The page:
Sports, for me, came down to feel and enjoyment.  I became infatuated with how competition felt.  It could have been a one-on-one basketball game with my brother in the driveway, the individual battle of tennis, triathlons and rock climbing or the dynamic of a team in football, ice hockey, and softball.  Competition drove me to work hard to improve my body, improve my abilities as a good teammate and improve my social standing.  I wanted those superficial sensations.

“Before every shot, I go to the movies”
Jack Nicklaus – Golf

I took enjoyment from competition.  The intensity was unmatched throughout my life.  There was a winner and a loser.  No middle ground there.  What was left was the thrill of a hard-earned win or the frustration of a unfortunate loss.  The enjoyment that was taken was at a price though.  Win and be happy or lose and miss the joy.  I wanted to win.  I wanted those superficial sensations.

“When I go to the press conference before the game, in my mind the game has already started.”
Jose Mourinho – Soccer

Our drive and desire to be the best in life is natural.  It is a survival instinct.  The missing component for me, and maybe even you, was the ability to see.  We can see the trail, see the play develop in the moment, and see the next hold in a climbing route.  Where the difference happens is when we see these before we’re in the moment.  The ability to visualize the moment of competition before it happens radically changes how our bodies perform.  The two quotes above illustrate this.  Whether going to the movies before a shot or starting the game before it physically does, you are using the mind to begin to manifest the movements and experience that you desire.  In the past year to year and a half, I’ve done my best to put this into practice.  I now “see” the perceived outcome that I want to manifest.  I now “feel” the sensations and emotions that I want to manifest.  I now “enjoy” the moment that I want to manifest.  All three of these happen in my mind before I step out onto the field of play.  What once happened on the external and in the moment now happens well before.  It has changed the way I compete.  Yoga has changed the way I compete.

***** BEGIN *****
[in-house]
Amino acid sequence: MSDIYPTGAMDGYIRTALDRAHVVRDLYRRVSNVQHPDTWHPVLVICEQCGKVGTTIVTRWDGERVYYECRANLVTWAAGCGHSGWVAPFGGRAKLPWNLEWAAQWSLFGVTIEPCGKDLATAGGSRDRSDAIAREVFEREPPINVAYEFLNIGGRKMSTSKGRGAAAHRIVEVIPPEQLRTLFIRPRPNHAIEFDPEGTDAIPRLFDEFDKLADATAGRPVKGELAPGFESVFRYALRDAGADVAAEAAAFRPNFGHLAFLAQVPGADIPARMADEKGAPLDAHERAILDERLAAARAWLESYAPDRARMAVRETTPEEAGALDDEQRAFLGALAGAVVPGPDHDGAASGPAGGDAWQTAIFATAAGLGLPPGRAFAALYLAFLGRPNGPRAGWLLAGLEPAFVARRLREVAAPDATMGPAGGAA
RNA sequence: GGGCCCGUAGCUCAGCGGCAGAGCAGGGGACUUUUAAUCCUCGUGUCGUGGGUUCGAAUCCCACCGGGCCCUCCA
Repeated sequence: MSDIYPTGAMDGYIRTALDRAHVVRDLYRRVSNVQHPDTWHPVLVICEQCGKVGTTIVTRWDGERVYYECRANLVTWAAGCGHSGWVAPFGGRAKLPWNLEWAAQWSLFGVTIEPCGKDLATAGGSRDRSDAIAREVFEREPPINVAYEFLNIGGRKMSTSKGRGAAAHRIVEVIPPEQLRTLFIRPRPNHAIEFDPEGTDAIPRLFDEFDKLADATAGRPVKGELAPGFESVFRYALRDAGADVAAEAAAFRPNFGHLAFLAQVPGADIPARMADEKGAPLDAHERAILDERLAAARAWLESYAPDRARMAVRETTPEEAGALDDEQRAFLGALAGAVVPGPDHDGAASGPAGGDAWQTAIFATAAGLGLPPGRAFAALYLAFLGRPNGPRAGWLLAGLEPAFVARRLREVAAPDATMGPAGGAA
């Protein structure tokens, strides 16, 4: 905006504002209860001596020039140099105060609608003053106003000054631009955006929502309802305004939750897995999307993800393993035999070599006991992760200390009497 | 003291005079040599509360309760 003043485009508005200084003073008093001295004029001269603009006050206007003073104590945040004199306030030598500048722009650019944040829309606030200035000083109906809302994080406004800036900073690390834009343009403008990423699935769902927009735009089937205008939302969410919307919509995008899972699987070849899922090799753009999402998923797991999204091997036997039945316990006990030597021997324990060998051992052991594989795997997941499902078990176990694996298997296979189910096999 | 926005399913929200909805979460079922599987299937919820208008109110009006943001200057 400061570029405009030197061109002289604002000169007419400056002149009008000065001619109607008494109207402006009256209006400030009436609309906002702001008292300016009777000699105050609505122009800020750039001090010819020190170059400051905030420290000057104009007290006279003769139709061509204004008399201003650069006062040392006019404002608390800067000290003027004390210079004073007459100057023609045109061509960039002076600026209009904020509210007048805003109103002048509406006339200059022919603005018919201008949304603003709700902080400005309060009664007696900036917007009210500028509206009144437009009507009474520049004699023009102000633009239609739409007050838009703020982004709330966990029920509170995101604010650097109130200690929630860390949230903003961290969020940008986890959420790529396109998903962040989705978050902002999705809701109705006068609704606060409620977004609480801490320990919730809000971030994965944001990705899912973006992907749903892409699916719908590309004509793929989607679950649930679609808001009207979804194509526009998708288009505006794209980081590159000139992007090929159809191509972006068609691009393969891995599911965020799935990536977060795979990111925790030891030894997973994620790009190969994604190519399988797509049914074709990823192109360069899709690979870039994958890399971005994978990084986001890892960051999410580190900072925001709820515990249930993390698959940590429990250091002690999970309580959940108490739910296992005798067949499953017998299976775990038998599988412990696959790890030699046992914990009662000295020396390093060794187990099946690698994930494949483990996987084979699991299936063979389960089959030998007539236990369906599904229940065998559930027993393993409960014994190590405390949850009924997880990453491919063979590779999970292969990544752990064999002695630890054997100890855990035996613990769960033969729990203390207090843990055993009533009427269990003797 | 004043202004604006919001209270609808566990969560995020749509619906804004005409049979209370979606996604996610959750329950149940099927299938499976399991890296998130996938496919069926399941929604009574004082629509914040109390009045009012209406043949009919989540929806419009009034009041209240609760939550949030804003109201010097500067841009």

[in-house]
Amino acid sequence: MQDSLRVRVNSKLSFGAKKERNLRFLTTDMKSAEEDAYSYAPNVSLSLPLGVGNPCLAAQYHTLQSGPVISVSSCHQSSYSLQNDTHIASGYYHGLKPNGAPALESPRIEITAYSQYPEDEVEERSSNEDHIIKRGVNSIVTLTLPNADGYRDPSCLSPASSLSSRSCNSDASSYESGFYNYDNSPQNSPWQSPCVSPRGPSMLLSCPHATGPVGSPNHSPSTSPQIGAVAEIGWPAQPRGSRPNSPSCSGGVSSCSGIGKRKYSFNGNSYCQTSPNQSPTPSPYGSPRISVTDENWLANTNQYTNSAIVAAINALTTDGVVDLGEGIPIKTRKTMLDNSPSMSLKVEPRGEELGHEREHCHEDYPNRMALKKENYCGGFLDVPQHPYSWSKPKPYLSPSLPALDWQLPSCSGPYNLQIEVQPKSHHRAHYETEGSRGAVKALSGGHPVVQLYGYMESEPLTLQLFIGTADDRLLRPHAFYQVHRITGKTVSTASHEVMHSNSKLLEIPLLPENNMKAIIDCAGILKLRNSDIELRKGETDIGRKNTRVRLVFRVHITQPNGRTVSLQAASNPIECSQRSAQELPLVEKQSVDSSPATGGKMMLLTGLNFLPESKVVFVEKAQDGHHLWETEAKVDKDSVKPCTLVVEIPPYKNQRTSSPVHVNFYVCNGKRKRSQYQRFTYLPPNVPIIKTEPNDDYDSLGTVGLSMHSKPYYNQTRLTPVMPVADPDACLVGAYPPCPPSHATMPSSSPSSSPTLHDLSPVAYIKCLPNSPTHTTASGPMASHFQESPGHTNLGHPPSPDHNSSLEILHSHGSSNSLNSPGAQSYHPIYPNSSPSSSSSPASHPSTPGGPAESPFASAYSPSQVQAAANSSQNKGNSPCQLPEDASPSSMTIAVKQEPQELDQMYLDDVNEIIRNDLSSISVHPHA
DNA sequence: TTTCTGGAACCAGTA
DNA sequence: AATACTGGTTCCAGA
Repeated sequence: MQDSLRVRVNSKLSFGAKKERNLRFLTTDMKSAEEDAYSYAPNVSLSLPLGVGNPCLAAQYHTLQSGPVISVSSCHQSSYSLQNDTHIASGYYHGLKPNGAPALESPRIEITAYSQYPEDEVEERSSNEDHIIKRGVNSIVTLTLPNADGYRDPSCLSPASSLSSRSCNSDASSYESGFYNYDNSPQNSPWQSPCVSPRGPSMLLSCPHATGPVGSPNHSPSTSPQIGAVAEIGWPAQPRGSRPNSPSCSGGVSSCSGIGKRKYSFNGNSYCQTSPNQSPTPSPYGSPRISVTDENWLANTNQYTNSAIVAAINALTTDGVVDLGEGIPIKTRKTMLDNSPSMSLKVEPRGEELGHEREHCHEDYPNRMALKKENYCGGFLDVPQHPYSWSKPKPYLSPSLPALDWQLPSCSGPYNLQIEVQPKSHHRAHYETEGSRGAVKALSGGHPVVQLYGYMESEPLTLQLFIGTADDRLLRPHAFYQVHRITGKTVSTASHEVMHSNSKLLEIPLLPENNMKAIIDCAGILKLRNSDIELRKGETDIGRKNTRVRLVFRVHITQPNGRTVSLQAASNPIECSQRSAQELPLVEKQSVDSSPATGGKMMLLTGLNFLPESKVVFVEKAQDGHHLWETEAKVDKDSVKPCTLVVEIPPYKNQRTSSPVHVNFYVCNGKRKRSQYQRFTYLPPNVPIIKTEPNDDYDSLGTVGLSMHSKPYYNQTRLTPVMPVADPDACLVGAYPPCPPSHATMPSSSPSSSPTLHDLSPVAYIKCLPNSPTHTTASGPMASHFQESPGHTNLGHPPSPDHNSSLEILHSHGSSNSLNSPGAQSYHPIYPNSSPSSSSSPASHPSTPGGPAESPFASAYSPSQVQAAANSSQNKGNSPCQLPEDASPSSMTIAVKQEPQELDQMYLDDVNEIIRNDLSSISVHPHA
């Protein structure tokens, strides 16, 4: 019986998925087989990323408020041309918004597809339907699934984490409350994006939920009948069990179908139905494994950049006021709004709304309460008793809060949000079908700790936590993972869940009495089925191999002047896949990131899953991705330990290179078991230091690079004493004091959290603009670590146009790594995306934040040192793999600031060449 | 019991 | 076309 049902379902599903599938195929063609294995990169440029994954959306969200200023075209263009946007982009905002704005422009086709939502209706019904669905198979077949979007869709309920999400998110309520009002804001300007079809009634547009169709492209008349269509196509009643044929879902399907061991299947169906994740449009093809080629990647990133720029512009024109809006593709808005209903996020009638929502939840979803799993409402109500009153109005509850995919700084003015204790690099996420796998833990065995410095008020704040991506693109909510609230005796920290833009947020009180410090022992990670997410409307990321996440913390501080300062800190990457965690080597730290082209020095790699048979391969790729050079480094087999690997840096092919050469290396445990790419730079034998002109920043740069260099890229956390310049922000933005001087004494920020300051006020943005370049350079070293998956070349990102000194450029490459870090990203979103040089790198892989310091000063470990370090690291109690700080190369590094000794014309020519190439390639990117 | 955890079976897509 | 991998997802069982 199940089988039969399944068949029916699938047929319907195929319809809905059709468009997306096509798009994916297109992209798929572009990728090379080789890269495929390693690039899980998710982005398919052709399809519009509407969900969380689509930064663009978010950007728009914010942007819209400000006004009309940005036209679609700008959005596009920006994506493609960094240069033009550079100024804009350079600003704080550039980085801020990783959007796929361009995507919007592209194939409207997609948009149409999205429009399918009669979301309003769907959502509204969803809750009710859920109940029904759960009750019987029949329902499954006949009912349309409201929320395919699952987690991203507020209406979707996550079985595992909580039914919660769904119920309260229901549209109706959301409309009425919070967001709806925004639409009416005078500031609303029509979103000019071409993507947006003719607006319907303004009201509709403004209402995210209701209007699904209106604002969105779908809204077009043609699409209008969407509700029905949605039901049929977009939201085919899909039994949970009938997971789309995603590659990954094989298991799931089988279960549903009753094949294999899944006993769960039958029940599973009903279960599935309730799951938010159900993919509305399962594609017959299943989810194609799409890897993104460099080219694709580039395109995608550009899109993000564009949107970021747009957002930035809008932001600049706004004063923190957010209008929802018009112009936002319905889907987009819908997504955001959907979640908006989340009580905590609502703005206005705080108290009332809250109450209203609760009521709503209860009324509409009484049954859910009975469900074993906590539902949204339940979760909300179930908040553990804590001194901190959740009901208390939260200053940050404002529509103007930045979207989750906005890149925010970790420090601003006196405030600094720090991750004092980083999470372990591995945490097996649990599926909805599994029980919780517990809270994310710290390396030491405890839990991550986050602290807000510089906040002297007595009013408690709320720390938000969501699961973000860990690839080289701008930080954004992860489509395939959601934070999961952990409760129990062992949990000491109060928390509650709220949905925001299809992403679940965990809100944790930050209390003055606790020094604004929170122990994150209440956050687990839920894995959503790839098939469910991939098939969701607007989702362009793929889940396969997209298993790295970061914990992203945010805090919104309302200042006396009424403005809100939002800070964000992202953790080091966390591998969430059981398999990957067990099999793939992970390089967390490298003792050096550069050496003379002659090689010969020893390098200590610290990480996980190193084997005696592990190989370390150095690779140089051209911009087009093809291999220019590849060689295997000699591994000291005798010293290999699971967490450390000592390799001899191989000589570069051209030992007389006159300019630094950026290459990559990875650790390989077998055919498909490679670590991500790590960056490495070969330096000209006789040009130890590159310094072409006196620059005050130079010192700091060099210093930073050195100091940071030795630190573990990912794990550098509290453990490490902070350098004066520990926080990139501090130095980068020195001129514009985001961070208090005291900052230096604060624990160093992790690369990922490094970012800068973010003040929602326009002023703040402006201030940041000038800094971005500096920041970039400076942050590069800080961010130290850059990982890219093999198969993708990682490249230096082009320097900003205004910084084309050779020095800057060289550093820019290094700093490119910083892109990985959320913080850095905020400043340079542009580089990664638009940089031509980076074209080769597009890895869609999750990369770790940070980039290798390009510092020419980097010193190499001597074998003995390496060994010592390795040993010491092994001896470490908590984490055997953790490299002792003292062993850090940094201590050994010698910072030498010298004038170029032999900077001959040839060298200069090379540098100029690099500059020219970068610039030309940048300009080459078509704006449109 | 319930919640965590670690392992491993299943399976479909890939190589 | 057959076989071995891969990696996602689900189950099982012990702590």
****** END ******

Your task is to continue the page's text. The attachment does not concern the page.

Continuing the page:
Mental Imagery – Visualize to Actualize

Athletes re-experiencing a successful performance showed a greater increase in neural activity in the right premotor cortex, an area of the brain that plans actions, than those re-experiencing a failure.

Visualize positive performances and picture the ideal steps for achieving the successful result.  Create a crystal clear mental image and powerful physical feeling of what you want to accomplish.  Include the sights, sounds, smells, tactile impressions, and powerful emotions that accompany the total performance experience while in your virtual arena.  The clarity and controllability of your images will improve with practice.

When visualizing, strive to experience the action in 3-D from the first-person point of view (through your own eyes), as opposed to a third-person point of view (through the eyes of spectator).  “See it, feel it, and enjoy it” (SFE).

Briton Steve Backley.  “I’d have to single out the ability to visualize.  To be able to preempt the future by building high-definition videos in your mind’s eye of exactly what it is you are trying to achieve.”

BOOK – “The Champion’s Mind:  How Great Athletes think, train and thrive.” by Jim Afremow  (BUY IT!)

Leave a Reply

Fill in your details below or click an icon to log in: Logo

You are commenting using your account. Log Out /  Change )

Google photo

You are commenting using your Google account. Log Out /  Change )

Twitter picture

You are commenting using your Twitter account. Log Out /  Change )

Facebook photo

You are commenting using your Facebook account. Log Out /  Change )

Connecting to %s